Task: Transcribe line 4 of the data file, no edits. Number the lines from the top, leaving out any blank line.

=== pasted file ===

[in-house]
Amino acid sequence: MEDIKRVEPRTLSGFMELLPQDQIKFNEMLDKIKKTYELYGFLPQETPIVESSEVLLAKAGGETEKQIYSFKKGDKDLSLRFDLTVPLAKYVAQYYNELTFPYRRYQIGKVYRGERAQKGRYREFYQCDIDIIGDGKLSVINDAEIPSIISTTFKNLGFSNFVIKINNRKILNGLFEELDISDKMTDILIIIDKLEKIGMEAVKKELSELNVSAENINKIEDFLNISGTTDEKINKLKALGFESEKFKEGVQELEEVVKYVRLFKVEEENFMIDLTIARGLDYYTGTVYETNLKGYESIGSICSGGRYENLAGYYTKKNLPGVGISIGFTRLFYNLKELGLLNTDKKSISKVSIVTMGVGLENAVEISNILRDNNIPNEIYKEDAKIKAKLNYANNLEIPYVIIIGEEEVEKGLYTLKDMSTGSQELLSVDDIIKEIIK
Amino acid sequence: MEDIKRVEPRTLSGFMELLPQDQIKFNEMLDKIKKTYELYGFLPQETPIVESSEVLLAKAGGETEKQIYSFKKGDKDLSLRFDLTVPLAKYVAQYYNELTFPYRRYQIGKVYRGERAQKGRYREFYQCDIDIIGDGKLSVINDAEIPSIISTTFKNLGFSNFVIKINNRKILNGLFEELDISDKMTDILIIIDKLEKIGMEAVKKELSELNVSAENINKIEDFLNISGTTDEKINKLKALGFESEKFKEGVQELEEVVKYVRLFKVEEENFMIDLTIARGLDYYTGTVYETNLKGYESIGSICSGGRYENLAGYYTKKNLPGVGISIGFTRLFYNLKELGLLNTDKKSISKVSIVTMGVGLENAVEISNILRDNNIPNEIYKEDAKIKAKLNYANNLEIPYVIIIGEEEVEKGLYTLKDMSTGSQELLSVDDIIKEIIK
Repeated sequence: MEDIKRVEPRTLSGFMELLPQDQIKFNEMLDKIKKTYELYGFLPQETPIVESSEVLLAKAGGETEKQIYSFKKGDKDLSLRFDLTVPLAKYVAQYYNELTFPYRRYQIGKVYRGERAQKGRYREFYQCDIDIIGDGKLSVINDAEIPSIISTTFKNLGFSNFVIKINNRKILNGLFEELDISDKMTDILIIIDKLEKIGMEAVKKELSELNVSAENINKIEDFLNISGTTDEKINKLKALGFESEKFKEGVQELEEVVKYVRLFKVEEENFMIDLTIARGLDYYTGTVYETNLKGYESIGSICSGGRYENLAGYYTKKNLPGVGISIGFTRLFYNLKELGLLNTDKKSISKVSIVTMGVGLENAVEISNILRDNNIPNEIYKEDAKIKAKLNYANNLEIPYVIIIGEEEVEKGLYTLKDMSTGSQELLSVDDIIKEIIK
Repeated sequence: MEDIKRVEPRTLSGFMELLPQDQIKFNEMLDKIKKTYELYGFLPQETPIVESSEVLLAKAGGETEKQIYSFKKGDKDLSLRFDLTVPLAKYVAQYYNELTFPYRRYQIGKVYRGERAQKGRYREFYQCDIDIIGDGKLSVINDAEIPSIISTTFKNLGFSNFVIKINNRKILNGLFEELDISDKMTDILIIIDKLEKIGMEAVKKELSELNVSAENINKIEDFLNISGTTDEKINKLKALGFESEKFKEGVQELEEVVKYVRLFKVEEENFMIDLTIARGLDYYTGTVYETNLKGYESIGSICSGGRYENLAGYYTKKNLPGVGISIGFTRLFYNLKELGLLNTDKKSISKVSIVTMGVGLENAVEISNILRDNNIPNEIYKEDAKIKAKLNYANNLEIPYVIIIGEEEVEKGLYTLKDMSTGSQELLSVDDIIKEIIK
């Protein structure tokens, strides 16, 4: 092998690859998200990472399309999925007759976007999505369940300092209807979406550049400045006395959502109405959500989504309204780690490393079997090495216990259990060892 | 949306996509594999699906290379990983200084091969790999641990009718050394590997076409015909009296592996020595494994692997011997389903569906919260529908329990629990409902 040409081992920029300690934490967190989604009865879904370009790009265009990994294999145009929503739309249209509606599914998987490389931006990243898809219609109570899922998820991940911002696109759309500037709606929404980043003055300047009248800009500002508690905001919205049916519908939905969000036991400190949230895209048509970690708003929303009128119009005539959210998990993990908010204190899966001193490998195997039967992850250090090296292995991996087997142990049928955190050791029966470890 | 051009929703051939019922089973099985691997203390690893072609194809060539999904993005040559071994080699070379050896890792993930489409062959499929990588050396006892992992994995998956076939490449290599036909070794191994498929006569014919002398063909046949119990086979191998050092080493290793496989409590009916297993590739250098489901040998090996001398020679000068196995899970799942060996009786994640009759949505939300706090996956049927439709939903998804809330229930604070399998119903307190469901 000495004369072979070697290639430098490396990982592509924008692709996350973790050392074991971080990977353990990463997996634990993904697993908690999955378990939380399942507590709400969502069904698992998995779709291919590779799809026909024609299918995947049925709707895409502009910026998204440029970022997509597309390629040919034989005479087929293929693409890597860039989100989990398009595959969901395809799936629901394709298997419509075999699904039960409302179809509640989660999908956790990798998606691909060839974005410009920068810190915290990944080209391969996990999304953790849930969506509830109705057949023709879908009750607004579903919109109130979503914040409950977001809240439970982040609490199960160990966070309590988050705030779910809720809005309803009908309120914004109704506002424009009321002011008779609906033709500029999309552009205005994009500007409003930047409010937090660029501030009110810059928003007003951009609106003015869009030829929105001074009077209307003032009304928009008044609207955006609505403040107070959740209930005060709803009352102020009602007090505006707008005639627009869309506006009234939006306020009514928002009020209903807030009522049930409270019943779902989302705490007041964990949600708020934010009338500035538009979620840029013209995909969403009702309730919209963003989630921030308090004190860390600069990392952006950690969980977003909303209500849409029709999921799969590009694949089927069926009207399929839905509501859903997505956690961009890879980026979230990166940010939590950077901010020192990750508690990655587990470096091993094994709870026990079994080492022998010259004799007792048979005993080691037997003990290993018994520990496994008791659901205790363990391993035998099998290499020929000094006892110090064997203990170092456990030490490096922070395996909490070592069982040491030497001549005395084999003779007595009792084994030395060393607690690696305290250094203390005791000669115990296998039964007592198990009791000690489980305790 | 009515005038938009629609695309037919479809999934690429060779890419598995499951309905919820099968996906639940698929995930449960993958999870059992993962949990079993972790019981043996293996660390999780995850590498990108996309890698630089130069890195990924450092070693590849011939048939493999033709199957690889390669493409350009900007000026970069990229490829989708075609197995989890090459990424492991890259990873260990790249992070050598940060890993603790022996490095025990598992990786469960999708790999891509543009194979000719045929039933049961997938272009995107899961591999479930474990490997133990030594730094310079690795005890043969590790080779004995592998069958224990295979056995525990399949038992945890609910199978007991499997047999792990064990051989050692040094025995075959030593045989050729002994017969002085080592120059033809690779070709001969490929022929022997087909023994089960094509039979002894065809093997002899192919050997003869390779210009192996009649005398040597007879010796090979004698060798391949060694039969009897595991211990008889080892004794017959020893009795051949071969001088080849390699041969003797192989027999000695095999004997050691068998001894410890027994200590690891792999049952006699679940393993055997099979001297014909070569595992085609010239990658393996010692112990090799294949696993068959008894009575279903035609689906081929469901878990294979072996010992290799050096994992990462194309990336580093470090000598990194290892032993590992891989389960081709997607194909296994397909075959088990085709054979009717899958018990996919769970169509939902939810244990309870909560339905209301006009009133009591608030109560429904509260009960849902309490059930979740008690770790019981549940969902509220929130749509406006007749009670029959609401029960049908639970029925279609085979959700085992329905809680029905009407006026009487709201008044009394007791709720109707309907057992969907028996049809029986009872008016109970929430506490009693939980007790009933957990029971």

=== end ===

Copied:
Repeated sequence: MEDIKRVEPRTLSGFMELLPQDQIKFNEMLDKIKKTYELYGFLPQETPIVESSEVLLAKAGGETEKQIYSFKKGDKDLSLRFDLTVPLAKYVAQYYNELTFPYRRYQIGKVYRGERAQKGRYREFYQCDIDIIGDGKLSVINDAEIPSIISTTFKNLGFSNFVIKINNRKILNGLFEELDISDKMTDILIIIDKLEKIGMEAVKKELSELNVSAENINKIEDFLNISGTTDEKINKLKALGFESEKFKEGVQELEEVVKYVRLFKVEEENFMIDLTIARGLDYYTGTVYETNLKGYESIGSICSGGRYENLAGYYTKKNLPGVGISIGFTRLFYNLKELGLLNTDKKSISKVSIVTMGVGLENAVEISNILRDNNIPNEIYKEDAKIKAKLNYANNLEIPYVIIIGEEEVEKGLYTLKDMSTGSQELLSVDDIIKEIIK